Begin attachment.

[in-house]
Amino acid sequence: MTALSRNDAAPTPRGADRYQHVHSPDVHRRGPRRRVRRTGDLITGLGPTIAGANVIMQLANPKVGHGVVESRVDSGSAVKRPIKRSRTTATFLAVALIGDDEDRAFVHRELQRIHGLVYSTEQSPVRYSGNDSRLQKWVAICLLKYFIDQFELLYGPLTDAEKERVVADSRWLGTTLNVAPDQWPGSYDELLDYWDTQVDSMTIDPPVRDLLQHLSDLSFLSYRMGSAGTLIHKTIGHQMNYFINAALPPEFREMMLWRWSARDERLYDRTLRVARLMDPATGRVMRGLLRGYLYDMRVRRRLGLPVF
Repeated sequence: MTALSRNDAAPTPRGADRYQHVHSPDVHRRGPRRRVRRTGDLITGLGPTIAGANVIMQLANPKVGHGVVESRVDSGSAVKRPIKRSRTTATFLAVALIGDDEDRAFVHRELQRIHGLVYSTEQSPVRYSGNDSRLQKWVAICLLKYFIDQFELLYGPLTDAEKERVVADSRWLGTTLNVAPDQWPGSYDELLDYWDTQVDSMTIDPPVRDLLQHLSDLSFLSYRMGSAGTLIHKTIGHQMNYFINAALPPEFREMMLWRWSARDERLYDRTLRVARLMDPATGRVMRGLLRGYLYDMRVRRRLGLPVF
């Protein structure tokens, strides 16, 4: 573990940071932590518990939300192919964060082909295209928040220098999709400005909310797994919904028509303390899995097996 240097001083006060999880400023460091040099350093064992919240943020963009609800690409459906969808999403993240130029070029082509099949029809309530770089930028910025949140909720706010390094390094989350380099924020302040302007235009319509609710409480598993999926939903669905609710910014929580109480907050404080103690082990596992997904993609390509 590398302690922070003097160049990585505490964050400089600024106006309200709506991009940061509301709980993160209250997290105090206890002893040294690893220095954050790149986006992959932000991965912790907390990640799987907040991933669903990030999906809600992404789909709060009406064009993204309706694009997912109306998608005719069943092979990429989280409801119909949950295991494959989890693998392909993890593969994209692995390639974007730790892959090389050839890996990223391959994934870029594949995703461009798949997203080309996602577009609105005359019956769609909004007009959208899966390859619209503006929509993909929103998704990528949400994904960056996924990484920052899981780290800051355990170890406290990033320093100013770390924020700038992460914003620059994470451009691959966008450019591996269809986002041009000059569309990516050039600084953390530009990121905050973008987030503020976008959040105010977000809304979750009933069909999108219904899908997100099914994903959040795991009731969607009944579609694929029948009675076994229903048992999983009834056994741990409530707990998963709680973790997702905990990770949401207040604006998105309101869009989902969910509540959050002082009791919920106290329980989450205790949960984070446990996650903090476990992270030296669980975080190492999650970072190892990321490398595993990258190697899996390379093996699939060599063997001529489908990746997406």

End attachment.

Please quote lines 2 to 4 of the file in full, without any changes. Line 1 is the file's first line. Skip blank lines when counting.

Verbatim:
Amino acid sequence: MTALSRNDAAPTPRGADRYQHVHSPDVHRRGPRRRVRRTGDLITGLGPTIAGANVIMQLANPKVGHGVVESRVDSGSAVKRPIKRSRTTATFLAVALIGDDEDRAFVHRELQRIHGLVYSTEQSPVRYSGNDSRLQKWVAICLLKYFIDQFELLYGPLTDAEKERVVADSRWLGTTLNVAPDQWPGSYDELLDYWDTQVDSMTIDPPVRDLLQHLSDLSFLSYRMGSAGTLIHKTIGHQMNYFINAALPPEFREMMLWRWSARDERLYDRTLRVARLMDPATGRVMRGLLRGYLYDMRVRRRLGLPVF
Repeated sequence: MTALSRNDAAPTPRGADRYQHVHSPDVHRRGPRRRVRRTGDLITGLGPTIAGANVIMQLANPKVGHGVVESRVDSGSAVKRPIKRSRTTATFLAVALIGDDEDRAFVHRELQRIHGLVYSTEQSPVRYSGNDSRLQKWVAICLLKYFIDQFELLYGPLTDAEKERVVADSRWLGTTLNVAPDQWPGSYDELLDYWDTQVDSMTIDPPVRDLLQHLSDLSFLSYRMGSAGTLIHKTIGHQMNYFINAALPPEFREMMLWRWSARDERLYDRTLRVARLMDPATGRVMRGLLRGYLYDMRVRRRLGLPVF
């Protein structure tokens, strides 16, 4: 573990940071932590518990939300192919964060082909295209928040220098999709400005909310797994919904028509303390899995097996 240097001083006060999880400023460091040099350093064992919240943020963009609800690409459906969808999403993240130029070029082509099949029809309530770089930028910025949140909720706010390094390094989350380099924020302040302007235009319509609710409480598993999926939903669905609710910014929580109480907050404080103690082990596992997904993609390509 590398302690922070003097160049990585505490964050400089600024106006309200709506991009940061509301709980993160209250997290105090206890002893040294690893220095954050790149986006992959932000991965912790907390990640799987907040991933669903990030999906809600992404789909709060009406064009993204309706694009997912109306998608005719069943092979990429989280409801119909949950295991494959989890693998392909993890593969994209692995390639974007730790892959090389050839890996990223391959994934870029594949995703461009798949997203080309996602577009609105005359019956769609909004007009959208899966390859619209503006929509993909929103998704990528949400994904960056996924990484920052899981780290800051355990170890406290990033320093100013770390924020700038992460914003620059994470451009691959966008450019591996269809986002041009000059569309990516050039600084953390530009990121905050973008987030503020976008959040105010977000809304979750009933069909999108219904899908997100099914994903959040795991009731969607009944579609694929029948009675076994229903048992999983009834056994741990409530707990998963709680973790997702905990990770949401207040604006998105309101869009989902969910509540959050002082009791919920106290329980989450205790949960984070446990996650903090476990992270030296669980975080190492999650970072190892990321490398595993990258190697899996390379093996699939060599063997001529489908990746997406």